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The State, ex rtl. Robinson, v. Carr, Auditor of State.
purely public character, introduced solely for the public good. * * * A public corporation is one that is created for political purposes, with political powers, to be exercised for purposes connected with the public good in the administration of civil government; an instrument of the government subject to the control of the Legislature, and its members officers of the government, for the administration or discharge of public duties, as in the cases of cities, towns," etc. Yarmouth v. North Yarmouth, 34 Maine, 411; North Yarmouth v. Shillings, 45 Maine, 133.
There are three classes of corporations, to wit, public municipal corporations, the object of which is to promote public interest; corporations technically private but of a quasi public character, having in view some public enterprise in which the public interests are involved, and corporations strictly private. 1 Dill. Munic. Corp., sees. 52, 53. Dartmouth College v. Woodward, 4 Wheat. 518; Miner's Ditch Co. v. Zellerbach, 37 Cal. 543; Foster v. Fowler, 60 Pa. St. 27.
The act under which the State University was established, made provision for a board of trustees, and enacted that "they and their successors shall be a body politic, with the style of 'The Trustees of Indiana University,' in that name to sue and be sued," etc. This corporate body is invested with the power to possess, take and hold, in their corporate name, all the real and personal property of the university for its benefit, and is authorized to expend the income thereof for the benefit of the institution. It is authorized to make all by-laws necessary to carry into effect the general purposes for which the institution was organized. The corporation thus organized has none of the essential characteristics of a public corporation. It is not a municipal corporation. Its members are not officers of the government, or subject to the control of the Legislature in the management of its affairs, and the university fund, derived in the manner pointed out in section 4595, does not belong to the State. Vol. 111.—22
The Slate, ex rel. Robinson, ». Carr, Auditor of State.
That the university was established under the direct authority of the State, through a special act of the Legislature, or that the charter contains provisions of a purely public character, nor yet that the institution was wisely established, and is and should be perpetually maintained at the public expense, for the public good, does not make it a public corporation, or constitute its endowment fund a public fund.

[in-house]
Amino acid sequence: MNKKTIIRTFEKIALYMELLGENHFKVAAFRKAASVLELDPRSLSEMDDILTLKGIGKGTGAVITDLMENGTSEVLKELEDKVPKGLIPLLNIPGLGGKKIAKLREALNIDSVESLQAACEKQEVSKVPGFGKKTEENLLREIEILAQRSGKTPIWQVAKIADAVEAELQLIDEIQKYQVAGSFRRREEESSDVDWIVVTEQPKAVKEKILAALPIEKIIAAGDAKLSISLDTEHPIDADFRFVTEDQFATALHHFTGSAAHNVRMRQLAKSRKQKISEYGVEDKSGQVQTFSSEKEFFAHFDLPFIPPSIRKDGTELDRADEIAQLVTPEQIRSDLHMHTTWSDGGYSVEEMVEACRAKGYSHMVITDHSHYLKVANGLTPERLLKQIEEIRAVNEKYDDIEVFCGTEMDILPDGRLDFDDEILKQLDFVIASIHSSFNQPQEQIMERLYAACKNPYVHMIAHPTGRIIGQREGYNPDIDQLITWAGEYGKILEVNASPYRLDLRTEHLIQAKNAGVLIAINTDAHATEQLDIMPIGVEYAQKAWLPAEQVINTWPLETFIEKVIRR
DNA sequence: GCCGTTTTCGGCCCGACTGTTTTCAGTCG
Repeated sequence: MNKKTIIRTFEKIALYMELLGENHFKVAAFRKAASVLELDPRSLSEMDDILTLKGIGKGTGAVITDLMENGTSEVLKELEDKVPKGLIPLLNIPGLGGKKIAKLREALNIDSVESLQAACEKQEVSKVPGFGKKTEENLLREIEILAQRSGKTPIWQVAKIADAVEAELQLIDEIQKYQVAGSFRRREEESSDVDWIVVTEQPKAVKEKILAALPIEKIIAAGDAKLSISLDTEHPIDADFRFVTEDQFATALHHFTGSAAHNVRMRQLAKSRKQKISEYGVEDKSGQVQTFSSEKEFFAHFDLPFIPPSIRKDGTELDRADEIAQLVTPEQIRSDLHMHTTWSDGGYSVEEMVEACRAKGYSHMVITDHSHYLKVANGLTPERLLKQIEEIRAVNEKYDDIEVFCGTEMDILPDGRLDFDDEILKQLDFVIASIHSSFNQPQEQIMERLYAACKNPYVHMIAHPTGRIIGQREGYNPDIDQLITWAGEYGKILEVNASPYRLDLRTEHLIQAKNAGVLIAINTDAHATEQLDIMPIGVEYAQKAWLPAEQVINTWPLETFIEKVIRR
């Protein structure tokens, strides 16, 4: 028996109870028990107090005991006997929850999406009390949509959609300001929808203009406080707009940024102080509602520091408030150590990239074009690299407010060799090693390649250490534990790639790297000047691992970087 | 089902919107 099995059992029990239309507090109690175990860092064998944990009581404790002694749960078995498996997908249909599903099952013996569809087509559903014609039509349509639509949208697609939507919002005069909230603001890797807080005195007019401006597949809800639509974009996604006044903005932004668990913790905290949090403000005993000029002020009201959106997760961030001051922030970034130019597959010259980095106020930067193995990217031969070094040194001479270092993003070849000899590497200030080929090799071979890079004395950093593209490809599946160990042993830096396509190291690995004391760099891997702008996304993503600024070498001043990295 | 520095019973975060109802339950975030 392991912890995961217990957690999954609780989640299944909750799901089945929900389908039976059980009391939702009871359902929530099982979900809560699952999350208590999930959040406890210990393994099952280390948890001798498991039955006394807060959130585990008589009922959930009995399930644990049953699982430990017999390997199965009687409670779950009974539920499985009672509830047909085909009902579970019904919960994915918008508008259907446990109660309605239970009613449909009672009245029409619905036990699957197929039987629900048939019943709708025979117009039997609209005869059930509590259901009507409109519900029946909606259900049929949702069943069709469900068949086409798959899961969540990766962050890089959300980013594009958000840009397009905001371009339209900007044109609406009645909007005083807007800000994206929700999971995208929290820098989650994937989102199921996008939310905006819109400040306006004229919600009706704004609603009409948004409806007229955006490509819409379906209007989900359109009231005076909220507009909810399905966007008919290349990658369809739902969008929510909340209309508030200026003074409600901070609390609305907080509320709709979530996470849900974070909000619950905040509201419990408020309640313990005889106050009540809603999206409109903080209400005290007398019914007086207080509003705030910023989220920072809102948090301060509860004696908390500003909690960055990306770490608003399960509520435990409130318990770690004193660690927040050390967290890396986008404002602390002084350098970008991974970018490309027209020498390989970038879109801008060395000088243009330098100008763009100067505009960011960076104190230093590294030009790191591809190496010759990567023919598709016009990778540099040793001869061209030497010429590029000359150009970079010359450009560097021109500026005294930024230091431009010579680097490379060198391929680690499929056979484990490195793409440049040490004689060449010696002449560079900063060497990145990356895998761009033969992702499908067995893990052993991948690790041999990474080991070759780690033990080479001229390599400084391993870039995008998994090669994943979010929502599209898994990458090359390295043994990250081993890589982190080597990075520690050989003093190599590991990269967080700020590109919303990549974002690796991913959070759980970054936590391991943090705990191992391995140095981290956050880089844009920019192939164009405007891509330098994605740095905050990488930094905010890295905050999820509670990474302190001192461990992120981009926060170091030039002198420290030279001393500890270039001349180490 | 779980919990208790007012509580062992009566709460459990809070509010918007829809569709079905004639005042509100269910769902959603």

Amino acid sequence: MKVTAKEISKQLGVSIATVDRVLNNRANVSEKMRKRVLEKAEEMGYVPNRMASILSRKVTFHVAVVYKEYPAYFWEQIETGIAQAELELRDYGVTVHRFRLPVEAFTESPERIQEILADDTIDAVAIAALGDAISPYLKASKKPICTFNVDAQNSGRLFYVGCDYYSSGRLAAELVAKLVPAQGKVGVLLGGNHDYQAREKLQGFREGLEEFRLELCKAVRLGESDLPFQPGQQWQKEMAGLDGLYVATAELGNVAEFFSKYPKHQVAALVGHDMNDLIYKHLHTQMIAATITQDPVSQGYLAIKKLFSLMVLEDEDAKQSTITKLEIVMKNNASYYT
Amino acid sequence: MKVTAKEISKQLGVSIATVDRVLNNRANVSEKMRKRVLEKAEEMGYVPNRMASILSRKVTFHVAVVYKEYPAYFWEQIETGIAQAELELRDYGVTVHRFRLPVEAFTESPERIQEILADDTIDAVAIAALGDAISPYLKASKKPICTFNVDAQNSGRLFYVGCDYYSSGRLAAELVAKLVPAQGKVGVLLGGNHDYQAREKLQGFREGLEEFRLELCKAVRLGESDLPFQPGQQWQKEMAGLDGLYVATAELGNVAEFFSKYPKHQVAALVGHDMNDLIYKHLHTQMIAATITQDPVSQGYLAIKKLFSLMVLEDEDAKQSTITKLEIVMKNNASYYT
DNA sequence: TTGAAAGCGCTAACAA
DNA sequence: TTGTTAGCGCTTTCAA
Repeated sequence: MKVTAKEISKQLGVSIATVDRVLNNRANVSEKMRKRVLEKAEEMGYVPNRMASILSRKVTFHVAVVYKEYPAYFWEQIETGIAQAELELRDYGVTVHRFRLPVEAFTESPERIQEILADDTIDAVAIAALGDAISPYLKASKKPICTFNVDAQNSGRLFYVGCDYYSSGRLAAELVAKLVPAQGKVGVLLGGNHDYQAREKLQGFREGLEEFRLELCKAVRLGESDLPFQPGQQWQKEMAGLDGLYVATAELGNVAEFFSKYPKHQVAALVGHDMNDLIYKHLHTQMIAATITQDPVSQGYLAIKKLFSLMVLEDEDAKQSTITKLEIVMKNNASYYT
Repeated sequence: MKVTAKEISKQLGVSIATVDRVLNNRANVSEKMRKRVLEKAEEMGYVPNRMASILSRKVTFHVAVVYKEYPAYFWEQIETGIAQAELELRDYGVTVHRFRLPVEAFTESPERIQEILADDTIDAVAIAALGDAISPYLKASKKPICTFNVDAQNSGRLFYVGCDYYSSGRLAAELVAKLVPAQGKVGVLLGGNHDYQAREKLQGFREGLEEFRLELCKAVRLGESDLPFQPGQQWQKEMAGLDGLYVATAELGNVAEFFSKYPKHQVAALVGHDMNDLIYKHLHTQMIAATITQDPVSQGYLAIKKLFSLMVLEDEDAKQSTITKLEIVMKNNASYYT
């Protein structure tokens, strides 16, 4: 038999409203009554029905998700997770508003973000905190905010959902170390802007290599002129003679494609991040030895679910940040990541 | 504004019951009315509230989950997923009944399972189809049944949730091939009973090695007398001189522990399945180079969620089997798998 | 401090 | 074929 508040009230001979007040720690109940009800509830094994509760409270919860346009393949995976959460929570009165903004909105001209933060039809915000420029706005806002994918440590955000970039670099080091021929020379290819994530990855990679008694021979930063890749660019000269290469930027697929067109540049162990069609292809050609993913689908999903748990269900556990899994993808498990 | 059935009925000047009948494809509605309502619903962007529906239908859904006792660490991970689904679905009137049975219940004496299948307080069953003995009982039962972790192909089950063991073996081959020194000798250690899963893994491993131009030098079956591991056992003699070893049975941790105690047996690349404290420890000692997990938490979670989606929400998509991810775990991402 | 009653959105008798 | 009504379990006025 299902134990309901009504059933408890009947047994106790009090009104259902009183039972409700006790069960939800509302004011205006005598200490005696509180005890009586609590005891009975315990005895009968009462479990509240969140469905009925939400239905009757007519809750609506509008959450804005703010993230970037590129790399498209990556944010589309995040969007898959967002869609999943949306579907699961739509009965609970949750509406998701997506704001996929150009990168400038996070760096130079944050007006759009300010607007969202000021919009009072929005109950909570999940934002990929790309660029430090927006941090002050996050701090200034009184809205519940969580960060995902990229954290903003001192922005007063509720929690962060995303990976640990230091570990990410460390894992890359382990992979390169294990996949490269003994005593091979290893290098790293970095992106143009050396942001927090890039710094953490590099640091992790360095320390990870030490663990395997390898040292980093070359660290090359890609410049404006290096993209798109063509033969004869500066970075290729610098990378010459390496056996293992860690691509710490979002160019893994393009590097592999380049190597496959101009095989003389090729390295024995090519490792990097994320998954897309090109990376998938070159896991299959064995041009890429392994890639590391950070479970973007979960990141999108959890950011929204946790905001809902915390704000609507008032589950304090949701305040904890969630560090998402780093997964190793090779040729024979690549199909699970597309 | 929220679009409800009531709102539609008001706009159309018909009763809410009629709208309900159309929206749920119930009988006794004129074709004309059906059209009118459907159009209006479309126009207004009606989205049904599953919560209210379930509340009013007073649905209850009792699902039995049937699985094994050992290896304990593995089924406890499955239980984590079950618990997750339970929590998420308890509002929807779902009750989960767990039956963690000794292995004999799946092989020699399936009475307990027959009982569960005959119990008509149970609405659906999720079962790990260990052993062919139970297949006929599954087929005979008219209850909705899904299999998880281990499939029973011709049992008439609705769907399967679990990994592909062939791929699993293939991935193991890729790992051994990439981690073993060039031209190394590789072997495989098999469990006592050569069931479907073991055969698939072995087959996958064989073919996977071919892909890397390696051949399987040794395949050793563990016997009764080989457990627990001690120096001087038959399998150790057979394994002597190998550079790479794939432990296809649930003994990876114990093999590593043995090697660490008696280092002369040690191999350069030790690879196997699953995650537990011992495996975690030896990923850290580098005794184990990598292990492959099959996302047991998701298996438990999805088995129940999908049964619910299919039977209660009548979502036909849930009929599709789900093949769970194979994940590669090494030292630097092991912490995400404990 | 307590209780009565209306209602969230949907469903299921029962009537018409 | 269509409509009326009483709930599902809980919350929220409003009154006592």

While it is made the duty of the auditor of state to loan out the fund when paid into the treasury of the state, and although the disposition of the lands and the management of the fund are placed in the hands of public officers of the State, the university fund, nevertheless, remains, and must continue a special fund for the exclusive benefit of the university. The legal status of the State University being that of a technically private, or, at most, quasi public corporation, the university fund, of which it is the sole beneficiary, is, therefore, not a public fund, within the meaning of the law.
It can not be supposed that the act of 1879, repealing "all acts on the subject of interest, including such as relate to interest on public funds," etc., was intended to repeal any part of the several acts establishing the State University, or to affect the interest on its special endowment fund. There is no pretence, of course, that the law regulating the rate of interest at which the university fund is to be loaned, is repealed in express terms. If repealed at all it is by implication. No maxim receives more universal recognition, or is more rigidly adhered to by the courts, in the construction of statutes, than that the law does not favor repeals by implication. To statutes enacted, like that under consideration, for a special purpose, this rule has peculiar application. The legislature having by a special statute erected a corporation of the character described, and having made it the beneficiary of a special fund, with the loaning and management of which it has charged the auditor of state, whose duties in that reThe State, ex rei. Robinson, v. Carr, Auditor of State.
spect are specifically pointed out, that statute, with the amendments thereto, until it is expressly repealed or modified, must be regarded as furnishing the guide for the auditor's conduct.